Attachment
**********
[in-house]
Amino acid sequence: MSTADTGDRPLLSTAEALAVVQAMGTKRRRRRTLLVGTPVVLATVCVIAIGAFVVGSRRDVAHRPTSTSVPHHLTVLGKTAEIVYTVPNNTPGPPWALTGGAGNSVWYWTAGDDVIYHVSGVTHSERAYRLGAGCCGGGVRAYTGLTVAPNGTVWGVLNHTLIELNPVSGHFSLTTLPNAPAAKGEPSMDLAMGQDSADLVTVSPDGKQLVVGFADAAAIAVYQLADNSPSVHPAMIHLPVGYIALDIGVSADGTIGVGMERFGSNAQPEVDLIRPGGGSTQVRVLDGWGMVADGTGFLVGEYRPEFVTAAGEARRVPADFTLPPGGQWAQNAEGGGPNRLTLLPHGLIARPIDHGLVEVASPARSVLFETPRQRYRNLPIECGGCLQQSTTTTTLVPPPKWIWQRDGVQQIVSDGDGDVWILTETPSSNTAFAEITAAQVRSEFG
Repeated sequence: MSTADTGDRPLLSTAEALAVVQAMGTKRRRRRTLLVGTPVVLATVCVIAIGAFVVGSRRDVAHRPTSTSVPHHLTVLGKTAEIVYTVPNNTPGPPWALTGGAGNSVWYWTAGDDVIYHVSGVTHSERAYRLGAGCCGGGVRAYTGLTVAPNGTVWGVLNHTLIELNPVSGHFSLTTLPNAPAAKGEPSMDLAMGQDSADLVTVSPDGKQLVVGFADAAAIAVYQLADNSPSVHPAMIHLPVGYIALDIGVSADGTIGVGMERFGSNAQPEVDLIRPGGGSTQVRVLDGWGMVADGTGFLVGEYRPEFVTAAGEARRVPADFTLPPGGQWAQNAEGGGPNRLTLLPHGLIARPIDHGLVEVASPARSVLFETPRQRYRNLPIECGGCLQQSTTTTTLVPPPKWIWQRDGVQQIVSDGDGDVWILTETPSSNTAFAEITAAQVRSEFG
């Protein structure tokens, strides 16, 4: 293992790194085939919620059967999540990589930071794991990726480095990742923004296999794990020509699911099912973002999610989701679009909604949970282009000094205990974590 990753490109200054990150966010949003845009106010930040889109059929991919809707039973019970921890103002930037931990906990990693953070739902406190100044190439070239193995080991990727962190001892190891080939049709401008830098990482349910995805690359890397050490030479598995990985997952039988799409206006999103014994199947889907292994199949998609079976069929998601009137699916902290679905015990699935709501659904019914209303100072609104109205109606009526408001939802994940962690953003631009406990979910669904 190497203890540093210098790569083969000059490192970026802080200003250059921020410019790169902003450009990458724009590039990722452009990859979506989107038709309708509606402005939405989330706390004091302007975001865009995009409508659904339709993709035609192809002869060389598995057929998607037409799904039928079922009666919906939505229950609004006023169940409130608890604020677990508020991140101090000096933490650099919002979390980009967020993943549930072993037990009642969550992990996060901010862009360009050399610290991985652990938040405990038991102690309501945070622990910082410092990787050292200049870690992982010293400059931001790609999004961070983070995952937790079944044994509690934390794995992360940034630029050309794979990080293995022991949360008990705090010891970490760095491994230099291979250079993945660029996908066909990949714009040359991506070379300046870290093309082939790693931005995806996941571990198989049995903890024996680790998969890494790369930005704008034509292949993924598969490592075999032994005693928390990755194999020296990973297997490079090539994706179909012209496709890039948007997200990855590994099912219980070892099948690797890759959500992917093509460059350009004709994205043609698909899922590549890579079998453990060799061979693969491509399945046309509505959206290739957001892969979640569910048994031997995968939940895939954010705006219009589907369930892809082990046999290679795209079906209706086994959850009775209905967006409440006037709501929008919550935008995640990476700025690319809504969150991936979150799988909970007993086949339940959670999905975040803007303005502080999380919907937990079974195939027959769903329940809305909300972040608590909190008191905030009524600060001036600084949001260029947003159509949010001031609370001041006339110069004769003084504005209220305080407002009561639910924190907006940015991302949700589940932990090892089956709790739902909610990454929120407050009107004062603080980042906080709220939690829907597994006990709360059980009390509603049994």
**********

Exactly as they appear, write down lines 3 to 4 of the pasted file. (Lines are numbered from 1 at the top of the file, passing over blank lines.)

Repeated sequence: MSTADTGDRPLLSTAEALAVVQAMGTKRRRRRTLLVGTPVVLATVCVIAIGAFVVGSRRDVAHRPTSTSVPHHLTVLGKTAEIVYTVPNNTPGPPWALTGGAGNSVWYWTAGDDVIYHVSGVTHSERAYRLGAGCCGGGVRAYTGLTVAPNGTVWGVLNHTLIELNPVSGHFSLTTLPNAPAAKGEPSMDLAMGQDSADLVTVSPDGKQLVVGFADAAAIAVYQLADNSPSVHPAMIHLPVGYIALDIGVSADGTIGVGMERFGSNAQPEVDLIRPGGGSTQVRVLDGWGMVADGTGFLVGEYRPEFVTAAGEARRVPADFTLPPGGQWAQNAEGGGPNRLTLLPHGLIARPIDHGLVEVASPARSVLFETPRQRYRNLPIECGGCLQQSTTTTTLVPPPKWIWQRDGVQQIVSDGDGDVWILTETPSSNTAFAEITAAQVRSEFG
């Protein structure tokens, strides 16, 4: 293992790194085939919620059967999540990589930071794991990726480095990742923004296999794990020509699911099912973002999610989701679009909604949970282009000094205990974590 990753490109200054990150966010949003845009106010930040889109059929991919809707039973019970921890103002930037931990906990990693953070739902406190100044190439070239193995080991990727962190001892190891080939049709401008830098990482349910995805690359890397050490030479598995990985997952039988799409206006999103014994199947889907292994199949998609079976069929998601009137699916902290679905015990699935709501659904019914209303100072609104109205109606009526408001939802994940962690953003631009406990979910669904 190497203890540093210098790569083969000059490192970026802080200003250059921020410019790169902003450009990458724009590039990722452009990859979506989107038709309708509606402005939405989330706390004091302007975001865009995009409508659904339709993709035609192809002869060389598995057929998607037409799904039928079922009666919906939505229950609004006023169940409130608890604020677990508020991140101090000096933490650099919002979390980009967020993943549930072993037990009642969550992990996060901010862009360009050399610290991985652990938040405990038991102690309501945070622990910082410092990787050292200049870690992982010293400059931001790609999004961070983070995952937790079944044994509690934390794995992360940034630029050309794979990080293995022991949360008990705090010891970490760095491994230099291979250079993945660029996908066909990949714009040359991506070379300046870290093309082939790693931005995806996941571990198989049995903890024996680790998969890494790369930005704008034509292949993924598969490592075999032994005693928390990755194999020296990973297997490079090539994706179909012209496709890039948007997200990855590994099912219980070892099948690797890759959500992917093509460059350009004709994205043609698909899922590549890579079998453990060799061979693969491509399945046309509505959206290739957001892969979640569910048994031997995968939940895939954010705006219009589907369930892809082990046999290679795209079906209706086994959850009775209905967006409440006037709501929008919550935008995640990476700025690319809504969150991936979150799988909970007993086949339940959670999905975040803007303005502080999380919907937990079974195939027959769903329940809305909300972040608590909190008191905030009524600060001036600084949001260029947003159509949010001031609370001041006339110069004769003084504005209220305080407002009561639910924190907006940015991302949700589940932990090892089956709790739902909610990454929120407050009107004062603080980042906080709220939690829907597994006990709360059980009390509603049994």